COVINGTON -- Sixth-graders at the Newton County Theme School are getting creative with their writing.
Language arts teacher Cathy Moll assigns a one-word topic each month for the students to write about. As an added incentive, Moll selects five stories from each class and invites the young authors to read their stories aloud in front of their teachers and classmates on the Square in Covington one Friday a month.
"I provide a one-word title, and the students write a story based on their own interpretation of that word," Moll said.
For instance, Moll has assigned the titles, "The Star," "The Game" and "The Voice."
In November, sixth-graders worked from the title, "The Key."
"We also provide this time as a forum for those students who want to share their talents other than writing," Moll said. "We have a class event coordinator, and she solicits and has auditions for those who want to perform between the readings."
This is the first sixth-grade class at the Theme School. Moll taught for several years in Rockdale County, and she credits Janelle Smith, a former colleague at Davis Middle School, for helping her develop this idea.
On Friday morning, the students bundled up in winter coats and hats and walked with their teachers and parent volunteers from the school located in the former Ficquett Elementary School building to the Square, where they gathered around a small sound system set up under a tent.
Sixth-grader Olivia Melion kicked the morning off by singing an a cappella version of the National Anthem.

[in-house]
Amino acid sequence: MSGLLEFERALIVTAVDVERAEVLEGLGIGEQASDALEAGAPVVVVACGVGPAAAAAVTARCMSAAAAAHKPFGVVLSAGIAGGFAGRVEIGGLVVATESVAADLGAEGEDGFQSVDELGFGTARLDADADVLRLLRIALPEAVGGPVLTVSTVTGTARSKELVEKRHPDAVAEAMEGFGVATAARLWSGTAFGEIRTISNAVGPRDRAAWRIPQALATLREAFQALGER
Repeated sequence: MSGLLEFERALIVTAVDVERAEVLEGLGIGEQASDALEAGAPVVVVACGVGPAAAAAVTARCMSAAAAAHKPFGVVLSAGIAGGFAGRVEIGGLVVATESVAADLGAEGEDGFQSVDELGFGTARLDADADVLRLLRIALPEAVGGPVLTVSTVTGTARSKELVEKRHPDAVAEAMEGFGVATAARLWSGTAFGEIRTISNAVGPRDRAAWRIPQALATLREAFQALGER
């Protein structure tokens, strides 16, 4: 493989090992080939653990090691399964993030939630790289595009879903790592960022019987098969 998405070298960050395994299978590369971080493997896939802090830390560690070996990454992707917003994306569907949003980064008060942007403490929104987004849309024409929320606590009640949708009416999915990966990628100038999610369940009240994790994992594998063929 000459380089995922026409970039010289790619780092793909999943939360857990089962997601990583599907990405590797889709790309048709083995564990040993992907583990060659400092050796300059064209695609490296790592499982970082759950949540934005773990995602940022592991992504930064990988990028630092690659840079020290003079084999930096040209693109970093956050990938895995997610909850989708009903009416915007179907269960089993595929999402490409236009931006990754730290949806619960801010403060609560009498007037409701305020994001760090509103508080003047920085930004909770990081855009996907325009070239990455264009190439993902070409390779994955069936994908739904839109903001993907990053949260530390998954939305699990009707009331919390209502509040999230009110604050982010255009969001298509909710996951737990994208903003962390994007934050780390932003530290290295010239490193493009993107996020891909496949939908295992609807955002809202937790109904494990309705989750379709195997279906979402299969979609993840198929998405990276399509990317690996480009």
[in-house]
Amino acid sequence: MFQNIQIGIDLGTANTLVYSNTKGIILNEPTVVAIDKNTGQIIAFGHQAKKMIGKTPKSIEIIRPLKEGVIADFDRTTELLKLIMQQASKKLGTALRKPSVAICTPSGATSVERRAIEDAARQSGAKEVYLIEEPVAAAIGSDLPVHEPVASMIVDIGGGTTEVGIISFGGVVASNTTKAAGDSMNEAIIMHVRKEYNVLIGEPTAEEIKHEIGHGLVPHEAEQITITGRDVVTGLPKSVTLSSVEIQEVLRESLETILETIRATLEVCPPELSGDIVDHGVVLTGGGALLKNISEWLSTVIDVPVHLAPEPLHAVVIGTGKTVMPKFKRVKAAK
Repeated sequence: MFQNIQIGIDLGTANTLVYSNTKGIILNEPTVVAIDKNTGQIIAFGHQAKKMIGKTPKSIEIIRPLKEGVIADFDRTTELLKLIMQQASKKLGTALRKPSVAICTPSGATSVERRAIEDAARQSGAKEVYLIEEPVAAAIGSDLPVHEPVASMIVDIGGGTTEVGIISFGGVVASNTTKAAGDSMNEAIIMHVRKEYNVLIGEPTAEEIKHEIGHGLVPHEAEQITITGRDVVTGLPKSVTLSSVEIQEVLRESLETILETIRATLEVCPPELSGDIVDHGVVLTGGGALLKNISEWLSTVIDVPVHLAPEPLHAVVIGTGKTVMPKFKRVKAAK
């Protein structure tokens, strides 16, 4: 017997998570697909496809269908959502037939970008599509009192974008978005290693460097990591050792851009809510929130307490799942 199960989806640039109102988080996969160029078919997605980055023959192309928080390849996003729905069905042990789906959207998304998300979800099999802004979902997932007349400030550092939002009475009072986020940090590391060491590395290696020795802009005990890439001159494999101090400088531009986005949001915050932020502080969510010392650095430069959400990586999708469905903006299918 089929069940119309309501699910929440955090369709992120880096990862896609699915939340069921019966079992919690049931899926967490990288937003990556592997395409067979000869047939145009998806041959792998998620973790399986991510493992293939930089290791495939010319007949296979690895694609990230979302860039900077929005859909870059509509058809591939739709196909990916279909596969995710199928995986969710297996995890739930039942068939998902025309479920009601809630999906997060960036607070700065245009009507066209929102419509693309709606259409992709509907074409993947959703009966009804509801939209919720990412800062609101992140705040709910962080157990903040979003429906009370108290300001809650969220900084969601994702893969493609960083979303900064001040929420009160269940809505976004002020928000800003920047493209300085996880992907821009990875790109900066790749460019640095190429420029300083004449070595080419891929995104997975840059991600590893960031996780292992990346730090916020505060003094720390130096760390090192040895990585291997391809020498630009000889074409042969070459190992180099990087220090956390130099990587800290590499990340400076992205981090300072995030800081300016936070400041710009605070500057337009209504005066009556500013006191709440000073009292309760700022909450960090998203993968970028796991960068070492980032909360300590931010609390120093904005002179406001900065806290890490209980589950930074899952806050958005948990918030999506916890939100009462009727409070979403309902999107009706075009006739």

Then Moll announced the names of the writers who would share their interpretation of "The Key."
The students whose stories were selected to be read this month were Jaylen Simons, Alexander Lowe, Eli Vinson, Payton Vandergriff, Isabelle Rogers, Grace Beasley, Sherri Oladapo, Levi Barr, Zion Milon, Nicholas Depkin, Billy Allen, Alexander Maxell, Conrad Martin, Wes Conner and Takiya Cotton.
Some of the students, like Takiya Cotton, wrote a story about a literal key that opened the way for a sweet treat. Alexander Lowe, on the other hand, wrote about the figurative key to happiness.
Moll said she does not grade these assignments as tightly as she does other work because she wants the students to enjoy the act of developing a story, although she does have the students revisit their writing for other grammar, reading and writing activities.
"I focus each month on one aspect of writing," Moll said. "For example, this month was developing vivid characters. ... in December we will study persuasive writing. I'll use their stories from November to teach them to target the audience, which is an important element of persuasive writing."
Theme School sixth-graders will be on the Square one Friday each month to read their stories. The dates for upcoming reading events are Dec. 16, Jan. 20, Feb. 17, March 23 and April 27.